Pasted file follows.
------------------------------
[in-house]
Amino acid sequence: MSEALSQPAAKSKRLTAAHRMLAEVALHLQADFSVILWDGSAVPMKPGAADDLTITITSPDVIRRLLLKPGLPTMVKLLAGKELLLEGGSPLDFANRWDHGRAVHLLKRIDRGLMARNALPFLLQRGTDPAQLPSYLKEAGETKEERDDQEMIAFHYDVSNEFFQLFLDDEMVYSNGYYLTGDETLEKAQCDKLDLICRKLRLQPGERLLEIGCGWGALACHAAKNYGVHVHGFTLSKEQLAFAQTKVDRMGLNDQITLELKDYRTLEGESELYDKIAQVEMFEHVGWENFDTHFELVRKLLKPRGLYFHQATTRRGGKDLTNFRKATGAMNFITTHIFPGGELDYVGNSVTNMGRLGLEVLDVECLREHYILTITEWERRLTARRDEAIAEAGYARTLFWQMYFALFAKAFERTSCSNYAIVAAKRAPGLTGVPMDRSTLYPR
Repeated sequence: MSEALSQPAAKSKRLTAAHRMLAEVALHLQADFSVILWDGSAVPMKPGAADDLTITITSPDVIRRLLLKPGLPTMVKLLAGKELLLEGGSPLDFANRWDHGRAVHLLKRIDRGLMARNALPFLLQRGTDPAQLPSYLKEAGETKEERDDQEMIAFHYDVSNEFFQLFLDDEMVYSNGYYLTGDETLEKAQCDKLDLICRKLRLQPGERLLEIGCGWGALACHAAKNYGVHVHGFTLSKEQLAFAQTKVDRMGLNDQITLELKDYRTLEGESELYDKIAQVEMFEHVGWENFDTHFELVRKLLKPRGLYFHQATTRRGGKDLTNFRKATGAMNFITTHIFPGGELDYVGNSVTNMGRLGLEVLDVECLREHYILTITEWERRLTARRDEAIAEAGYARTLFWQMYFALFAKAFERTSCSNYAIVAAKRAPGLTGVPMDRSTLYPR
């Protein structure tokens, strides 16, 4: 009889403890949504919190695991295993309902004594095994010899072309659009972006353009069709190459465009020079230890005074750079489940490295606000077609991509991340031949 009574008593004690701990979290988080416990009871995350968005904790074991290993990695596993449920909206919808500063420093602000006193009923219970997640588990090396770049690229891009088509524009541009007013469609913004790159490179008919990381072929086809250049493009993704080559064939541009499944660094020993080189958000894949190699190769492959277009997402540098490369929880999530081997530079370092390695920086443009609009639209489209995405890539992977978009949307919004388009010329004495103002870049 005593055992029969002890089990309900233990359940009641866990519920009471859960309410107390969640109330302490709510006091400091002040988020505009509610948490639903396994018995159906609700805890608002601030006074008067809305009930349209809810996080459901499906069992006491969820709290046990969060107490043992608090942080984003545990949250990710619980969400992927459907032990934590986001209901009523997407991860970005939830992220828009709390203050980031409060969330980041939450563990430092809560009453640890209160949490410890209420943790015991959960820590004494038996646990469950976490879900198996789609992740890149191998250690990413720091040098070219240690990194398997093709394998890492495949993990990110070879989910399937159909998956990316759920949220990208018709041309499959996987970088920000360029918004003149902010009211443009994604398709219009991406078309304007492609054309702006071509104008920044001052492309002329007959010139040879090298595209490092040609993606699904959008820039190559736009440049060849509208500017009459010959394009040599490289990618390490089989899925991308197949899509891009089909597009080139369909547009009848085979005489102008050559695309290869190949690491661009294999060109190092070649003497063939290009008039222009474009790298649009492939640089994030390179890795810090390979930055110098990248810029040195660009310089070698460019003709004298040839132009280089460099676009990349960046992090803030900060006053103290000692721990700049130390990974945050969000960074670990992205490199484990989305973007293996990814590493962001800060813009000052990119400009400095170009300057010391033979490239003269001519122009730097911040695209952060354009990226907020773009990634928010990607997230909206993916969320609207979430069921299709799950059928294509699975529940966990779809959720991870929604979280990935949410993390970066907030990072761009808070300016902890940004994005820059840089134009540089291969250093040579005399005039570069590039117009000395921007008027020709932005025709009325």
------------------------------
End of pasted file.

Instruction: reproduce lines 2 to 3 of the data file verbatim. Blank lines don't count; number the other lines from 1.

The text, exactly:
Amino acid sequence: MSEALSQPAAKSKRLTAAHRMLAEVALHLQADFSVILWDGSAVPMKPGAADDLTITITSPDVIRRLLLKPGLPTMVKLLAGKELLLEGGSPLDFANRWDHGRAVHLLKRIDRGLMARNALPFLLQRGTDPAQLPSYLKEAGETKEERDDQEMIAFHYDVSNEFFQLFLDDEMVYSNGYYLTGDETLEKAQCDKLDLICRKLRLQPGERLLEIGCGWGALACHAAKNYGVHVHGFTLSKEQLAFAQTKVDRMGLNDQITLELKDYRTLEGESELYDKIAQVEMFEHVGWENFDTHFELVRKLLKPRGLYFHQATTRRGGKDLTNFRKATGAMNFITTHIFPGGELDYVGNSVTNMGRLGLEVLDVECLREHYILTITEWERRLTARRDEAIAEAGYARTLFWQMYFALFAKAFERTSCSNYAIVAAKRAPGLTGVPMDRSTLYPR
Repeated sequence: MSEALSQPAAKSKRLTAAHRMLAEVALHLQADFSVILWDGSAVPMKPGAADDLTITITSPDVIRRLLLKPGLPTMVKLLAGKELLLEGGSPLDFANRWDHGRAVHLLKRIDRGLMARNALPFLLQRGTDPAQLPSYLKEAGETKEERDDQEMIAFHYDVSNEFFQLFLDDEMVYSNGYYLTGDETLEKAQCDKLDLICRKLRLQPGERLLEIGCGWGALACHAAKNYGVHVHGFTLSKEQLAFAQTKVDRMGLNDQITLELKDYRTLEGESELYDKIAQVEMFEHVGWENFDTHFELVRKLLKPRGLYFHQATTRRGGKDLTNFRKATGAMNFITTHIFPGGELDYVGNSVTNMGRLGLEVLDVECLREHYILTITEWERRLTARRDEAIAEAGYARTLFWQMYFALFAKAFERTSCSNYAIVAAKRAPGLTGVPMDRSTLYPR